streaming stories

 
Xbox Music launched today on Xbox 360. The streaming music service is similar to Spotify in functionality and pricing ($10 a month for premium service). Later this month it will expand onto Windows 8, and the service will find its way onto Windows Phone 8 shortly after the platform's expected launch in early November.
 
Google is calling its Nexus Q the "first social streaming media player." What does that mean to the company? Well, a streaming device that looks like a futuristic cannonball, and allows you to play video and music from Google Play and YouTube. It's also controlled by your Android smartphone or tablet, so that you and your friends can all get in on it. Read on for what to expect.
 
While watching The Daily Show the other night, I saw a commercial (I hadn't had a chance to DVR past it) for the impending release of the Denzel Washington starrer Safe House in a Blu-ray combo pack. According to the ad, the combo-pack gives you three ways to watch, anytime, anywhere: a Blu-ray disc, a DVD and a digital copy "PLUS all-new UltraViolet." Uh, wouldn't that be FOUR ways to watch anytime, anywhere? While Universal's viewing arithmetic may be faulty, what may be even more off is the fourth billing given UltraViolet. What's UltraViolet? Possibly the future of all home video — if the powers-that-be can smooth out some start-up kinks.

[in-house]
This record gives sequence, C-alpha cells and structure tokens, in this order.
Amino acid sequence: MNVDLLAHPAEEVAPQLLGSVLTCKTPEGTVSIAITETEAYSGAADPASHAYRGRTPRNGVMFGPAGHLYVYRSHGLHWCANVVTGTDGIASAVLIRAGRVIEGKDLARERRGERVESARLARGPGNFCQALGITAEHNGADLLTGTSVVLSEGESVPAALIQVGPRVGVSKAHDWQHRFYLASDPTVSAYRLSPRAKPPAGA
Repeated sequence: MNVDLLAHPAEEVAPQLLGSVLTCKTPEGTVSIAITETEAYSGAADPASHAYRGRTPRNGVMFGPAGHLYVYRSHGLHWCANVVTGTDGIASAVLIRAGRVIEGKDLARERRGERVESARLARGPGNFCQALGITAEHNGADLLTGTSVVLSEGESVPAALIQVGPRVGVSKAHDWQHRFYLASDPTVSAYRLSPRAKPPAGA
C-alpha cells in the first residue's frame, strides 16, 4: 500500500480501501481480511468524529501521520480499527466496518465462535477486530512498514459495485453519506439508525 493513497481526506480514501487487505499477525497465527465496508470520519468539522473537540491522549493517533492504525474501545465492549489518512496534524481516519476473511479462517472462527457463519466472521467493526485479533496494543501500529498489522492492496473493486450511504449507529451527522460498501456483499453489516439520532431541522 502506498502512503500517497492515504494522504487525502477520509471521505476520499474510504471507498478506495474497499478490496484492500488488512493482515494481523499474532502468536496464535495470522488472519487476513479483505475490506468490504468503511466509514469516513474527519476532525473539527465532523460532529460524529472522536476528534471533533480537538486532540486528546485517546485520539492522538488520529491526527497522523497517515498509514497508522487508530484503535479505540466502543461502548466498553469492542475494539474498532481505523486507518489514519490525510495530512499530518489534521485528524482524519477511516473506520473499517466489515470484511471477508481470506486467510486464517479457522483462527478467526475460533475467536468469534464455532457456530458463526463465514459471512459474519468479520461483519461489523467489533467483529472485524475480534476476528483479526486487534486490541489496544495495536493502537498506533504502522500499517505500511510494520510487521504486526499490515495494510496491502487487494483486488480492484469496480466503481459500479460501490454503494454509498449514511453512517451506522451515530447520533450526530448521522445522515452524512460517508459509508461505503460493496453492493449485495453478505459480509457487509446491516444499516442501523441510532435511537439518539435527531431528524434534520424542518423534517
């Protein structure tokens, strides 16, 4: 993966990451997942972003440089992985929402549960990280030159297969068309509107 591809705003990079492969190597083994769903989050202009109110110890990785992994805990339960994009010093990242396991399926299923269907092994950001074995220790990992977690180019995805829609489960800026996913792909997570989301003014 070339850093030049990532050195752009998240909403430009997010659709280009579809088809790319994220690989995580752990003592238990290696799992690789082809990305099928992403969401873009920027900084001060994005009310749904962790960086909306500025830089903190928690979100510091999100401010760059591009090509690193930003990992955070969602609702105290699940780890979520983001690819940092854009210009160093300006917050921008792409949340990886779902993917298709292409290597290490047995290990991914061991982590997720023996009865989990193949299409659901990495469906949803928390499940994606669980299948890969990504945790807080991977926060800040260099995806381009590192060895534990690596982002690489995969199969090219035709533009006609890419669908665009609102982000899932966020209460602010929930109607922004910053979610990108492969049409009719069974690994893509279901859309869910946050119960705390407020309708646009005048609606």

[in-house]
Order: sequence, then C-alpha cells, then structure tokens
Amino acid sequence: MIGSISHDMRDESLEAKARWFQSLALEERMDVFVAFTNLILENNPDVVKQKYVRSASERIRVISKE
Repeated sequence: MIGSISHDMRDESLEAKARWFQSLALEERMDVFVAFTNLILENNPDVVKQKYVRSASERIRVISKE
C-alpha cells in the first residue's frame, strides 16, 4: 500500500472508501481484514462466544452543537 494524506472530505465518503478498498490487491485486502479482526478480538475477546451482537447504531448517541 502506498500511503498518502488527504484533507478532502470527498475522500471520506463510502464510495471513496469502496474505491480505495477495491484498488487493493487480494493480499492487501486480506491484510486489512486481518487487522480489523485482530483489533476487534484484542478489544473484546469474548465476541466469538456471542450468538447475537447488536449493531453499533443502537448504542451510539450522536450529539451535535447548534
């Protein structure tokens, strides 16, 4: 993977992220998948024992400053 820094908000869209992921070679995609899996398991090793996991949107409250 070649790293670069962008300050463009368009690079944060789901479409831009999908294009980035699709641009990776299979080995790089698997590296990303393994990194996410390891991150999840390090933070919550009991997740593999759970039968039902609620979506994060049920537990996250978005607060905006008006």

Piracy is tough to quantify. Company A will tell you that it lost X amount of dollars because of Y number of pirates. Comedian B instead made 200,000 sweet, sweet dollars (and counting) by deliberately not doing anything to stop piracy. It turned out well for Louis C.K., but the move is important for more than how it filled his wallet. Louis C.K. made his latest comedy special available for download for only $5. He didn't upload a torrent of it himself, of course, but he also rejected all of the usual protections, saying, "I made this video extremely easy to use against well-informed advice. I was told that it would be easier to torrent the way I made it, but I chose to do it this way anyway, because I want it to be easy for people to watch and enjoy this video in any way they want without 'corporate' restrictions." In other words, he allowed piracy through his actions, but he was hoping that wasn't what would happen. People torrent because it's free and easy. Turns out: easy may be more enticing than free.

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